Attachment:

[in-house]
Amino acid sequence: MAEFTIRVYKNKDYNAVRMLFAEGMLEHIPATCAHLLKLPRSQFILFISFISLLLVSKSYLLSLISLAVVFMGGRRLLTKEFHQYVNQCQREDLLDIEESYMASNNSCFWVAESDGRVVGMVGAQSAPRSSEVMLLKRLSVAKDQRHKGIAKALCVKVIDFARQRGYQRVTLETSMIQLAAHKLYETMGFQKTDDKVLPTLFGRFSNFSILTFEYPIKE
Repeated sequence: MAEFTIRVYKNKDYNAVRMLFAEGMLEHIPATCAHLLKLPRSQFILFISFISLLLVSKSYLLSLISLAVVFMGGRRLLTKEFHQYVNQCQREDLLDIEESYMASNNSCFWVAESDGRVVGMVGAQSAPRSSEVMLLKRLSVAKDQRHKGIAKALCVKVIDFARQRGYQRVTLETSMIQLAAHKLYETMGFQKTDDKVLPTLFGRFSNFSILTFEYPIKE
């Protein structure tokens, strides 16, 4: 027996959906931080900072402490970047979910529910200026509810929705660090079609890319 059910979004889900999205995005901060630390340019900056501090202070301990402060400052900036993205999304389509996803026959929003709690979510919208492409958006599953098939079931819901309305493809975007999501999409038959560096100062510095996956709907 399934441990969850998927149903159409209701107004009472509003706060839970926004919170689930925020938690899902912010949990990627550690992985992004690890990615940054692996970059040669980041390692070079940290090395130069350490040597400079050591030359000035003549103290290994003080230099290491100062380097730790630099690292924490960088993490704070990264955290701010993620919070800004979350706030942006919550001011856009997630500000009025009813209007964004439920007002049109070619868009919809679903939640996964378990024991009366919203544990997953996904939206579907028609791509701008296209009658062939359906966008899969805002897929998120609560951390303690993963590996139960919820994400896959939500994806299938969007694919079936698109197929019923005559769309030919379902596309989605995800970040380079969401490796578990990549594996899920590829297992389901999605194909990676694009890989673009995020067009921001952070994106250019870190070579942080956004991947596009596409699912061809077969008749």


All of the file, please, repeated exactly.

[in-house]
Amino acid sequence: MAEFTIRVYKNKDYNAVRMLFAEGMLEHIPATCAHLLKLPRSQFILFISFISLLLVSKSYLLSLISLAVVFMGGRRLLTKEFHQYVNQCQREDLLDIEESYMASNNSCFWVAESDGRVVGMVGAQSAPRSSEVMLLKRLSVAKDQRHKGIAKALCVKVIDFARQRGYQRVTLETSMIQLAAHKLYETMGFQKTDDKVLPTLFGRFSNFSILTFEYPIKE
Repeated sequence: MAEFTIRVYKNKDYNAVRMLFAEGMLEHIPATCAHLLKLPRSQFILFISFISLLLVSKSYLLSLISLAVVFMGGRRLLTKEFHQYVNQCQREDLLDIEESYMASNNSCFWVAESDGRVVGMVGAQSAPRSSEVMLLKRLSVAKDQRHKGIAKALCVKVIDFARQRGYQRVTLETSMIQLAAHKLYETMGFQKTDDKVLPTLFGRFSNFSILTFEYPIKE
């Protein structure tokens, strides 16, 4: 027996959906931080900072402490970047979910529910200026509810929705660090079609890319 059910979004889900999205995005901060630390340019900056501090202070301990402060400052900036993205999304389509996803026959929003709690979510919208492409958006599953098939079931819901309305493809975007999501999409038959560096100062510095996956709907 399934441990969850998927149903159409209701107004009472509003706060839970926004919170689930925020938690899902912010949990990627550690992985992004690890990615940054692996970059040669980041390692070079940290090395130069350490040597400079050591030359000035003549103290290994003080230099290491100062380097730790630099690292924490960088993490704070990264955290701010993620919070800004979350706030942006919550001011856009997630500000009025009813209007964004439920007002049109070619868009919809679903939640996964378990024991009366919203544990997953996904939206579907028609791509701008296209009658062939359906966008899969805002897929998120609560951390303690993963590996139960919820994400896959939500994806299938969007694919079936698109197929019923005559769309030919379902596309989605995800970040380079969401490796578990990549594996899920590829297992389901999605194909990676694009890989673009995020067009921001952070994106250019870190070579942080956004991947596009596409699912061809077969008749």